My little joke in this song is that I made the trombones play the line from “Sweet Caroline” very, very slowly in this.
You've worked with a lot of folk musicians, adding orchestration to these very simple songs. Is it easier or harder for you to adorn a folk song?
It's a lot easier actually. When I worked with Will Oldham [on The Letting Go], we didn't even meet. He would just send me single sentence e-mails. With Sam, there was even less contact. He recorded the album with Valgeir and then went to Nepal. Then I came, did all this crazy stuff and told him to take whatever he wanted. Luckily, everything was modular enough that you could take out a part without the whole thing collapsing.
Sam worked with you on your new album. What is it about his voice that drew you to him?
Any sound that has a complicated relationship with emotion and technique is interesting to me. I'm not so into high romantic cello playing, for instance, because it's so obvious. Whereas with him, it's devastating and it's hard to know why. He has this blank carefree face and then all of the sudden you're like, “This is really moving.” It's like Antony. He's doing this very intense vibrato, which is a very technical thing, but it's somehow so emotional. Sam's voice is this insane instrument that he uses in a specific way in his own stuff and I was interested in expanding that on my own record.
This is one of Stravinsky's most famous religious works. There seems to be a lot made out of your music's religious leanings, even though you aren't necessarily religious yourself.
Yeah. I'm not intensely religious at all, but I have an enormous respect for living in a morally accountable way. When I was a kid and starting to understand what music was, a lot of it was…a lot of teenage classical musicians get really addicted to being applauded, but for many years I did it in a church where that wasn't the goal. The best thing was when someone would say, “That service was really beautiful” rather than the music, as though it was one whole…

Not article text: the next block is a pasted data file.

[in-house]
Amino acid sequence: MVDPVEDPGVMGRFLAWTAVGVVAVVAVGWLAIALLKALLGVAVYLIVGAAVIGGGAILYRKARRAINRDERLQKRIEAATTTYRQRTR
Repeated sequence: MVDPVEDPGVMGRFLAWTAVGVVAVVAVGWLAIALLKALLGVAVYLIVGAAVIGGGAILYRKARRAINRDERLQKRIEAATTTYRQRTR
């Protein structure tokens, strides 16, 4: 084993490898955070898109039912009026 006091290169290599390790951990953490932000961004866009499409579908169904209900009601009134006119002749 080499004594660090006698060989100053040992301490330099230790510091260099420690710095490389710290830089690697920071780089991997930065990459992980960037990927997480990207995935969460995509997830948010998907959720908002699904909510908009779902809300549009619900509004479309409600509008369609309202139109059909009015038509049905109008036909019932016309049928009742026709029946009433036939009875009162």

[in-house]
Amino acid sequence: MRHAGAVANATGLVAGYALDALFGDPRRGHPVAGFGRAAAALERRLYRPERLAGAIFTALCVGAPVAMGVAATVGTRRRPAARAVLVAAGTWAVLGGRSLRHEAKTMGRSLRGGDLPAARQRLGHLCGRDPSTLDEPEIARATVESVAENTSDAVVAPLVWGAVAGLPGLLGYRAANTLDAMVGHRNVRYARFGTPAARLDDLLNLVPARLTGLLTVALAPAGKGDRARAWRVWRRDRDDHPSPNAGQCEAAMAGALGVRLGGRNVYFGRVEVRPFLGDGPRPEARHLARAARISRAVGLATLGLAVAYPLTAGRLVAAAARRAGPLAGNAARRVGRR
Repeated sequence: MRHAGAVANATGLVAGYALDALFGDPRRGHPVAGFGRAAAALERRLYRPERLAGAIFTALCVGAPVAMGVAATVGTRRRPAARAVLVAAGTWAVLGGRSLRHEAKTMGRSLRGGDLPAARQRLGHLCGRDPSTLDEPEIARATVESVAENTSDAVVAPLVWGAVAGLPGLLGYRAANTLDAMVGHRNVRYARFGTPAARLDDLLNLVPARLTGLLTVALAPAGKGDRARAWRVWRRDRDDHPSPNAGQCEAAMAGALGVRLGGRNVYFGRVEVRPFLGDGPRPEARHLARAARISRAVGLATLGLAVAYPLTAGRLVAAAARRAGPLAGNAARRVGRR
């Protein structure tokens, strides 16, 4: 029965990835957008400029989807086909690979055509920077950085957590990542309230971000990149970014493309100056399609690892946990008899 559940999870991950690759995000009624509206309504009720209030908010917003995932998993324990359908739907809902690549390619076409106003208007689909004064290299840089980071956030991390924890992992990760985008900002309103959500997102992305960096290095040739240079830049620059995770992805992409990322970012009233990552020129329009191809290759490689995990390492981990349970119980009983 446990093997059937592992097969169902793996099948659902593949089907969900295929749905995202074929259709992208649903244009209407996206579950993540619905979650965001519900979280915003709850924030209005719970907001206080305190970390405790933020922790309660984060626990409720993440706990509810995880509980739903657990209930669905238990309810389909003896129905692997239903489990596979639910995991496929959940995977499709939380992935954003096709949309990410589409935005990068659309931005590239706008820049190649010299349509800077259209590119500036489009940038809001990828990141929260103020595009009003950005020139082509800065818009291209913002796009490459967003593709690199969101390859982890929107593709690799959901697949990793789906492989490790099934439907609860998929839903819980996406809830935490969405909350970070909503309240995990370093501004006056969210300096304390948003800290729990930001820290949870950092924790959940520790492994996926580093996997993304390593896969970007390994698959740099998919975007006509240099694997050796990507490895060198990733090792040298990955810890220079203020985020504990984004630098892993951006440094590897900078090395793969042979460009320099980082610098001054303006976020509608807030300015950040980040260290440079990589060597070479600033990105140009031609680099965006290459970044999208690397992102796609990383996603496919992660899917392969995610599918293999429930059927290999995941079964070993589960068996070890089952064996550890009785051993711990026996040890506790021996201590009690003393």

The church that I went to always felt so awkward in a way, because it seemed like people were unsure whether to clap or not for a soloist. It always seemed like there was a moment of hesitation after someone would sing, when the whole congregation was deciding what to do.
Interesting. I felt like church was one of the only places where I didn't feel awkward at all. Because you know what's up. You know what to do. The church has been around for millennia, so there's very rarely a situation where something could happen that hasn't been planned for.
What church did you go to?
I went to an Anglican church.
Ah, I'm a Methodist. So it's this very kinda modern, kinda not thing, which may mean more confusion about these things.
Right, you're not in it to win it. [laughter]